Aside on serendipity:  We discovered that Tim and Hilda are watching Blue Bloods on Netflix and just into the 2nd season, as are we, and that Tim reads Ian Rankin’s detective novels, as does Bill.  In this large and scary world, if you work at it, you’ll find some small and friendly places, like the Northeast of Pittsburgh and its suburbs – God bless and keep it that way.



(From Milk Street Magazine, July – August, 2017)

Tortiglioni (a sort of twisted rigatoni) is the perfect pasta for the kind of chunky sauce this recipe calls for.  Not only does the pasta get coated on the outside with this appetizing, light-red sauce, but bits of tomato and almond get inside the pasta as well.  You will begin using tortiglioni for lots of pasta dishes.


20 minutes at the most – You toast almonds, mix them with tomatoes, herbs and seasoning in a food processor, cook the pasta, mix with the sauce and serve.

 Ingredients:                                                       Serves 4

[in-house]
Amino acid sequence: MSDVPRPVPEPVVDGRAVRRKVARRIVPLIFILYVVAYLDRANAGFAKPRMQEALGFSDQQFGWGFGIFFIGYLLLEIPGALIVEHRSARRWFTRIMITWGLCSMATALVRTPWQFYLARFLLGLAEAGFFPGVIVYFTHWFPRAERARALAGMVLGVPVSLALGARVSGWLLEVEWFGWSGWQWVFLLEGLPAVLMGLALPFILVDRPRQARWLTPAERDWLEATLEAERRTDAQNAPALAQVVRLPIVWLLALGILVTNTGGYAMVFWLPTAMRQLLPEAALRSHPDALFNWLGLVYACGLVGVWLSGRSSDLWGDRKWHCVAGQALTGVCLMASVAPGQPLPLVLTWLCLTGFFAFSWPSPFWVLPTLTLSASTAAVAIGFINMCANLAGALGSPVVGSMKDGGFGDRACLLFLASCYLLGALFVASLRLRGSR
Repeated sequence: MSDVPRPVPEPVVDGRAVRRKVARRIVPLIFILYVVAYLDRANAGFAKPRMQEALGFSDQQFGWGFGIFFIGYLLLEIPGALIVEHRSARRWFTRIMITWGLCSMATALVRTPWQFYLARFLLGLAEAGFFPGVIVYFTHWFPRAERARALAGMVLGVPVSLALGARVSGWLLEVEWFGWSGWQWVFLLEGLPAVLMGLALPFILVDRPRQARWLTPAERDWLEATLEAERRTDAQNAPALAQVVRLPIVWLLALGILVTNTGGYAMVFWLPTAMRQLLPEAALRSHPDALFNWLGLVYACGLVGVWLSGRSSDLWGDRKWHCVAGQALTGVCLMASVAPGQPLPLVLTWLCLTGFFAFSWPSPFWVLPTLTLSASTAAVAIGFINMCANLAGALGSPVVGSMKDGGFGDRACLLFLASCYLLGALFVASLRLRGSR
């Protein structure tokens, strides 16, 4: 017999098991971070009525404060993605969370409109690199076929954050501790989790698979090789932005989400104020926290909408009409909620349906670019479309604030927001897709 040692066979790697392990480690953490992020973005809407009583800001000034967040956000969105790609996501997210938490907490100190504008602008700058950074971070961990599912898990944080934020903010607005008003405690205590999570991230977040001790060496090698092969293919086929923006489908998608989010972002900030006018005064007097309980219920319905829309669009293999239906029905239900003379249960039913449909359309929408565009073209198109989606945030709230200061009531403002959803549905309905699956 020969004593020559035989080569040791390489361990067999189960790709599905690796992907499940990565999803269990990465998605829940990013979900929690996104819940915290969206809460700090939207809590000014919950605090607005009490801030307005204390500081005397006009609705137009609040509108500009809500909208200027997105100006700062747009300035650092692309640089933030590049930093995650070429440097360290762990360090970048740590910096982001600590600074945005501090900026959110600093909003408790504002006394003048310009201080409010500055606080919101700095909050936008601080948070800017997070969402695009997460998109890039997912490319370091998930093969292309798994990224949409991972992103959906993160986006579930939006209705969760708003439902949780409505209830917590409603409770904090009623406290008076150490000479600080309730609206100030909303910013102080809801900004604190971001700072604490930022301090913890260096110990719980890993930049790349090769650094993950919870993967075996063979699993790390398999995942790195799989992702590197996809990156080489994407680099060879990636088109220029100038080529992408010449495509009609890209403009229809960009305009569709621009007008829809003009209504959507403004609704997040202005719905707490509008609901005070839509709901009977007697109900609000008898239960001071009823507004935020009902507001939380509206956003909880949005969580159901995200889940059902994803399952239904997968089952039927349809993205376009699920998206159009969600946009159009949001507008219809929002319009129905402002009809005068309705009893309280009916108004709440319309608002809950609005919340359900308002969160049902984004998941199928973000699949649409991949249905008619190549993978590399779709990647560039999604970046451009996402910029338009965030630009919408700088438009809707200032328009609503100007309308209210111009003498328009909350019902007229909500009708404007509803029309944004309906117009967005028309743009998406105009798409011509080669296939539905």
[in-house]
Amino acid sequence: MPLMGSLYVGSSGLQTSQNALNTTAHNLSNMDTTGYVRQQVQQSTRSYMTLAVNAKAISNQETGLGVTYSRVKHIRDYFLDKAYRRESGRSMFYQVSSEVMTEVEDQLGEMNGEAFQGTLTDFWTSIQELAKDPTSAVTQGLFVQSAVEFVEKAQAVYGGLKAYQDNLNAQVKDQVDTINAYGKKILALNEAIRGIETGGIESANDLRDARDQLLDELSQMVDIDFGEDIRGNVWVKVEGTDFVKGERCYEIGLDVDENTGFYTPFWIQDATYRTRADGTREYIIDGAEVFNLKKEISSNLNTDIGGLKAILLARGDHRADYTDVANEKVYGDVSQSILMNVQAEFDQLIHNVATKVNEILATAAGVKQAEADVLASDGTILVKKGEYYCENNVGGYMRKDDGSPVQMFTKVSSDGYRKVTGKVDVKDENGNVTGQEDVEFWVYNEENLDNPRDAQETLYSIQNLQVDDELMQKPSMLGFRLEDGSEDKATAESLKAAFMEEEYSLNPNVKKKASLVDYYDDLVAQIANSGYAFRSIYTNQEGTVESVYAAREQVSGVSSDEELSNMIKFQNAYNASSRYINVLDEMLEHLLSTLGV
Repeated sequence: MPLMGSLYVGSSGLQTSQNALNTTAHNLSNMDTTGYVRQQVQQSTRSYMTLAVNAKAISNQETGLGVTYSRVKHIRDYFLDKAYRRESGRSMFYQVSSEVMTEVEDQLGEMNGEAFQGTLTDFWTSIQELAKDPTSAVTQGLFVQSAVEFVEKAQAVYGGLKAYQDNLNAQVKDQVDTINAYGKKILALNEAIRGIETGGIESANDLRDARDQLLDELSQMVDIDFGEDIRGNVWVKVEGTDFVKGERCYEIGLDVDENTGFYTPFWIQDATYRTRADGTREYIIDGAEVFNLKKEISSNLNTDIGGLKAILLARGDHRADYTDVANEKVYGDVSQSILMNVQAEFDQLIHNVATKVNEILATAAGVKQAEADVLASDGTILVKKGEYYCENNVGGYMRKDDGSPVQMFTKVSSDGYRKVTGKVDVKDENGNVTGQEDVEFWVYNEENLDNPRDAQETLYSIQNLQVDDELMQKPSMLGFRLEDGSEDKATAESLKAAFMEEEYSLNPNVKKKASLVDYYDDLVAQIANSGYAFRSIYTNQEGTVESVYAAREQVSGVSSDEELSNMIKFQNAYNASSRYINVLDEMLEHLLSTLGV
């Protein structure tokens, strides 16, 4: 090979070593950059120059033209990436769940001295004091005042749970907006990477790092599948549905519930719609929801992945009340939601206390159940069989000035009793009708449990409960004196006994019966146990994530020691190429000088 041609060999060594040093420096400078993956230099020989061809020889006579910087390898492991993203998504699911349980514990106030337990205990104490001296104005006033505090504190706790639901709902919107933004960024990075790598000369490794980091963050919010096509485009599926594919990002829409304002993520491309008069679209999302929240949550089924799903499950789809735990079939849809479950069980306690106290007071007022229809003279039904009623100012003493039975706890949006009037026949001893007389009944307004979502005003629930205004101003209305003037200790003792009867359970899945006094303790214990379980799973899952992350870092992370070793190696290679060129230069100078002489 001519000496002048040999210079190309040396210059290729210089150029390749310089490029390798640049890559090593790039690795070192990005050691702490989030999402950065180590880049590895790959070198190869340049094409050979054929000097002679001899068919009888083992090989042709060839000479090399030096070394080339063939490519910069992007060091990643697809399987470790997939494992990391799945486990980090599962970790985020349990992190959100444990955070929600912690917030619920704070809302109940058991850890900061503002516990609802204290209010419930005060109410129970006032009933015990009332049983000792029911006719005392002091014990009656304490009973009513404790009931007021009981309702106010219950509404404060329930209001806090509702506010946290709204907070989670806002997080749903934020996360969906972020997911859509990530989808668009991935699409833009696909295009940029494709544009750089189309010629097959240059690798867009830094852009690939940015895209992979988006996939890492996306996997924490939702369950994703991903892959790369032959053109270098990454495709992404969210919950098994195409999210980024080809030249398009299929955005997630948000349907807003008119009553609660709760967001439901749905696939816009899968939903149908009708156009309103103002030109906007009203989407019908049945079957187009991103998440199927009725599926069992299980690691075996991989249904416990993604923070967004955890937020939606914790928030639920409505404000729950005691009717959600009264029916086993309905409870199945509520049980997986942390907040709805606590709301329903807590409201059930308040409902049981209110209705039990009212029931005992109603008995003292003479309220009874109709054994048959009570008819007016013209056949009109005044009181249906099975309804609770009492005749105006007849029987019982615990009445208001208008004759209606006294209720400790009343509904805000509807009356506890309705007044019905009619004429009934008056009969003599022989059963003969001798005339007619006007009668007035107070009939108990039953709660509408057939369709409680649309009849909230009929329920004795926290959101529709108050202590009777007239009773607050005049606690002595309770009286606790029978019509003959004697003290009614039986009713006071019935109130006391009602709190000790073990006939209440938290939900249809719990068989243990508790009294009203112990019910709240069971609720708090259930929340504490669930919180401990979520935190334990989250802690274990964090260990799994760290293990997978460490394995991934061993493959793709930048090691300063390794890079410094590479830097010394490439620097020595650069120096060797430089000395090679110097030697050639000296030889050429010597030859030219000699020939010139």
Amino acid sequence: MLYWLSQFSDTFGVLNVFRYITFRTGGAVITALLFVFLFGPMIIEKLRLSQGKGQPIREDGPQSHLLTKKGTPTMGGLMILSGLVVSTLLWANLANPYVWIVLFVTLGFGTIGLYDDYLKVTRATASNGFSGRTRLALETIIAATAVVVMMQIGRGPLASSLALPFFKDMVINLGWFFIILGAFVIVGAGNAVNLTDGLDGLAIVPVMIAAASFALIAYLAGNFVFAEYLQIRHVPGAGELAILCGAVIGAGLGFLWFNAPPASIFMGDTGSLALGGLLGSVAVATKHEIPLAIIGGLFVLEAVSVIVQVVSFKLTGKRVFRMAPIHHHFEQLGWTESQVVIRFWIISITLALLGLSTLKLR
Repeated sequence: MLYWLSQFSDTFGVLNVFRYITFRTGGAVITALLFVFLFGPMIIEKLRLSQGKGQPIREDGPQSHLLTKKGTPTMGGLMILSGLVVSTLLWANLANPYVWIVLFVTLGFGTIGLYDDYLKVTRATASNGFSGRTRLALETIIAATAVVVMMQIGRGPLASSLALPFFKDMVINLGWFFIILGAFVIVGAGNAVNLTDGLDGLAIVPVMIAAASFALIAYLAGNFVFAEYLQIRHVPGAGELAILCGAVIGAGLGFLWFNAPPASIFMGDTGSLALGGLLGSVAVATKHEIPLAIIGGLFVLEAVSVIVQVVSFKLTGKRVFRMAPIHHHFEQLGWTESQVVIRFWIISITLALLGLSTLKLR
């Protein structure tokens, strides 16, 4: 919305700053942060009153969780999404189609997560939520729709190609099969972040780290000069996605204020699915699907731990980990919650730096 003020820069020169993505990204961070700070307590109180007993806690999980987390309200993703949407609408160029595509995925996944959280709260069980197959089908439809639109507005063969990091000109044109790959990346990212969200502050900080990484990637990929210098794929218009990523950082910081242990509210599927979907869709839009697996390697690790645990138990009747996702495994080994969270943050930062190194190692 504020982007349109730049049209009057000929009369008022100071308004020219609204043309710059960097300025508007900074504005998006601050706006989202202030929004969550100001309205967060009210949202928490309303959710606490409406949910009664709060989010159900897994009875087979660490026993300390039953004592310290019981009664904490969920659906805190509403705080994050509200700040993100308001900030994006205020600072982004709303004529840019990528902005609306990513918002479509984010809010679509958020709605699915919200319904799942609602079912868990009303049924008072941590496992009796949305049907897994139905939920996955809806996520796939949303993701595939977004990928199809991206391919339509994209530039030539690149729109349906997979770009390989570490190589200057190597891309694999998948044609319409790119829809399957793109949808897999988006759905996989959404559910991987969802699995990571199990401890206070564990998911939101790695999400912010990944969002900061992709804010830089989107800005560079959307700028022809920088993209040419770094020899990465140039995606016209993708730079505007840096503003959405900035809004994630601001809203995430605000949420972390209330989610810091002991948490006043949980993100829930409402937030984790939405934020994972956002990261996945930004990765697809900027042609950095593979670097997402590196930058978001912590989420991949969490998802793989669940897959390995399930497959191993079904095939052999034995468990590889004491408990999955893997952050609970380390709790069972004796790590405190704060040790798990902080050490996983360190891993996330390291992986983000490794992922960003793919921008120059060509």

1 cup whole, skin-on almonds, toasted (you can use skinned almonds or slivered almonds, in a pinch)
1 pound grape or cherry tomatoes
1 cup lightly packed basil leaves
1 small clove of garlic, grated
¼ teaspoon red pepper flakes
½ cup extra-virgin olive oil
12 ounces short, sturdy pasta such as rigatoni (we used, and suggest, tortiglioni – a real find)
½ cup grated pecorino, plus more to serve


Bring a large pot of heavily salted water to a boil

Toast almonds until fragrant

Make the Pesto:

Pulse the almonds in a food processor until coarsely chopped 6 or so pulses.  Transfer the nuts to a bowl.

Into the processor put the tomatoes, basil, garlic and pepper flakes and pulse 10 times.  Add the oil and pulse until incorporated – about 5 pulses.  Transfer the pest to a bowl large enough to hold the cooked pasta with room enough to toss vigorously.


Cook the past until al dente.

Reserve between ½ and 1 cup of the cooking liquid.

Drain the pasta and put into the bowl with the pesto.

Add ¾ teaspoon each of coarse kosher salt and ground black pepper and toss well.  (Add some of the reserved cooking water if too thick).

Now toss in the reserved nuts and the grated cheese and toss.  Taste and correct seasonings.  Serve with extra grated cheese.

Toasted Cheese

EXTRA                                                   Toasted Cheese Sandwiches